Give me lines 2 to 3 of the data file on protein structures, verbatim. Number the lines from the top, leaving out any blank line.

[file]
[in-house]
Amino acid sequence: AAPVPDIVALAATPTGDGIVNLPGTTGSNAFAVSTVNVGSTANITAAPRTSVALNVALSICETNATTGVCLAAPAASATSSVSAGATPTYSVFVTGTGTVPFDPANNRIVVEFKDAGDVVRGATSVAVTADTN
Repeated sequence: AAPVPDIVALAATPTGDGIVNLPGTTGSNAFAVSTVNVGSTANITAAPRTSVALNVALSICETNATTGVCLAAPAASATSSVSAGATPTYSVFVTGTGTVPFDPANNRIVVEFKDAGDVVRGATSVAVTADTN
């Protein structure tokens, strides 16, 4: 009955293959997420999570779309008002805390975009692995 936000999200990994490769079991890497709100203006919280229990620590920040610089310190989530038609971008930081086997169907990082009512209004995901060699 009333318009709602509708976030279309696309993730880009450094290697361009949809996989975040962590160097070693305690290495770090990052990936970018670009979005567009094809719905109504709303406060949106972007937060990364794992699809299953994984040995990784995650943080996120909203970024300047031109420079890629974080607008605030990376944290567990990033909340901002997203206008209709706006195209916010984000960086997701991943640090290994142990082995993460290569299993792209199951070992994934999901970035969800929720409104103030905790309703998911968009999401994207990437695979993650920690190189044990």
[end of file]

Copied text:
Amino acid sequence: AAPVPDIVALAATPTGDGIVNLPGTTGSNAFAVSTVNVGSTANITAAPRTSVALNVALSICETNATTGVCLAAPAASATSSVSAGATPTYSVFVTGTGTVPFDPANNRIVVEFKDAGDVVRGATSVAVTADTN
Repeated sequence: AAPVPDIVALAATPTGDGIVNLPGTTGSNAFAVSTVNVGSTANITAAPRTSVALNVALSICETNATTGVCLAAPAASATSSVSAGATPTYSVFVTGTGTVPFDPANNRIVVEFKDAGDVVRGATSVAVTADTN